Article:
Fiction. Paper. Perfect Bound. 306 pages
2017, ISBN: 978-1-936419-73-9
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The Stargazer’s Embassy explores the frightening phenomenon of alien abduction from a different point of view.
In this story, it is the aliens who seem fearful of Julia Glazer, the woman they are desperately trying to contact. Violent and despairing after the murder of the one person she loved, a psychiatrist who was studying abductees, Julia continues to rebuff the aliens until her relationships with others who have met “the things,” as she calls them, including a tattoo artist, a strange man who can take photographs with the power of his mind, and an abductee locked up in a mental hospital, force Julia deeper into direct alien contact and a confrontation about what death means to humans and aliens alike.
Praise for Eleanor Lerman’s The Stargazer’s Embassy:
The Stargazer’s Embassy, by Eleanor Lerman, is a thrilling reversal of the alien abduction trope…An atypical take on a familiar concept, The Stargazer’s Embassy is executed flawlessly. –Foreword Reviews (Starred Review!)
.. Lerman’s tense but thoughtful novel explores the mysteries of the psyche as much as those of outer space, and is fitting for any reader who enjoys deep and subtle stories. — Publishers Weekly (Starred Review!)
“…a road trip, alone, in the dark, and without a map”
“…it comes down to the reversal of a universal science fiction theme: this story isn’t about what it means to be human but what it means not to be. And that is an idea worth exploring.”
The Stargazer’s Embassy reviewed in Interzone Magazine (UK) by Barbara Melville (.pdf)
In a heady and surprising blend of tropes from both traditional novels and science fiction, the author stirs up a well crafted page-turner about alien-human contacts and abductions centered upon Julia, a young woman with an enigmatic tattoo who may or may not be a reliable narrator. The title refers to a bar in upstate New York christened many years ago by Julia’s late mother, a free-spirited hippie who wandered in fields and woods to meetings with mysterious and oddly dressed strangers. Working with themes similar to those in her John W. Campbell award winner Radiomen, Lerman has produced another compelling speculative narrative that raises questions readers will want to ponder long after completing the final chapter. – Starr Smith – NetGalley
I really liked this novel. It’s wonderfully eerie, mysterious, captivating and thought-provoking. I got pulled into the story right away and thoroughly enjoyed the read. Highly recommended. – Toby Johnson author of The Myth of the Great Secret: An Appreciation of Joseph Campbell
The Stargazer’s Embassy reviewed by Brad Horner
The Stargazer’s Embassy reviewed by Katherine’s Book Universe
The Stargazer’s Embassy reviewed by A Tower of Books
Praise for Eleanor Lerman’s Radiomen:
“As Lerman’s entertaining second novel winds to its conclusion…i’ll leave readers wondering if there might be life out there.” – Publishers Weekly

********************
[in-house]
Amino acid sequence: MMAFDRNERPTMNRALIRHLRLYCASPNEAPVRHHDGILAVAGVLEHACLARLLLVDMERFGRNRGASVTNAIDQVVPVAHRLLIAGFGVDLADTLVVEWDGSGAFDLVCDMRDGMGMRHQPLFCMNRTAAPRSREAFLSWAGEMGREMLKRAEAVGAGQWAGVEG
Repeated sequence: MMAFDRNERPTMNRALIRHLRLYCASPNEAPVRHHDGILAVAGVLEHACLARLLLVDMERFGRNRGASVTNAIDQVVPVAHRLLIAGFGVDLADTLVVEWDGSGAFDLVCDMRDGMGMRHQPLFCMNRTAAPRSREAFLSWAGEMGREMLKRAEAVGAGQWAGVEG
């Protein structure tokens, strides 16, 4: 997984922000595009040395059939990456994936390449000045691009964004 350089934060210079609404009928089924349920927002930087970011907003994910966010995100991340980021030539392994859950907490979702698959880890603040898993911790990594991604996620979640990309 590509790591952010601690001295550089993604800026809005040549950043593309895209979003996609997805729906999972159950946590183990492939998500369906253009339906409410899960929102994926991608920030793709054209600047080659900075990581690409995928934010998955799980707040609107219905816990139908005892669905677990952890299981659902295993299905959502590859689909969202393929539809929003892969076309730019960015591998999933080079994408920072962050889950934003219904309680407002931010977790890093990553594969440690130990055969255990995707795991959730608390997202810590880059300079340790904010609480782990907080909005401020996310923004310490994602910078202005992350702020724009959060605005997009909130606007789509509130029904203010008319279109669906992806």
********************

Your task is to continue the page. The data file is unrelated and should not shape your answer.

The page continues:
“This philosophical novel reflects on physics and cults, analyzing the nature of mysteries.” – Foreword Reviews
“This novel has an inspiring premise and an even better plot. It’s a hybrid between conventional novel and science fiction…Nobel Laureate Doris Lessing once said that science fiction had its second-tier reputation only because so few good writers had attempted the form. Eleanor Lerman, an award–winning poet, is such a first-tier writer.” – New York Journal of Books
“Eleanor Lerman’s odd, compelling novel Radiomen, published by Sag Harbor’s The Permanent Press, can lay claim to showing its author’s skill as a poet… Radiomen may be science fiction, but it’s hardly a predictable or typical example of the genre.” – Dan’s Papers
An excerpt from “The Stargazer’s Embassy”
In the hallway, I saw one of the things—the aliens—standing at the foot of the stairs. It was dressed in one of the bizarre costumes they appeared in: this time, a parka trimmed in ratty fake fur that was a gelatinous green color along with a matching pair of slippers. The clothes seemed blurry, as if the thing was in my world but its clothing was still partly in some other place. As the thing came closer, I did what my instinct told me to, what had always saved me in the past: I ran. But where could I go? The answer came to me immediately: there was only one place, and one person I had to talk to. Someone who had lied to me—had been lying to me for a very long time. There was no question now: I had to go back to the Stargazer’s Embassy.
About Eleanor Lerman
Eleanor Lerman, who lives in New York, is the author of numerous award-winning collections of poetry, short stories, and novels. She is a National Book Award finalist, the recipient of the Lenore Marshall Poetry Prize from the Academy of American Poets, and was awarded a Guggenheim Fellowship as well as a fellowship from the National Endowment for the Arts. In 2016, her novel, Radiomen, was awarded the John W. Campbell Prize for the Best Book of Science Fiction.
Eleanor Lerman’s previous Mayapple Press books are Strange Life (2014), Janet Planet (2011), and The Blonde on the Train (2009)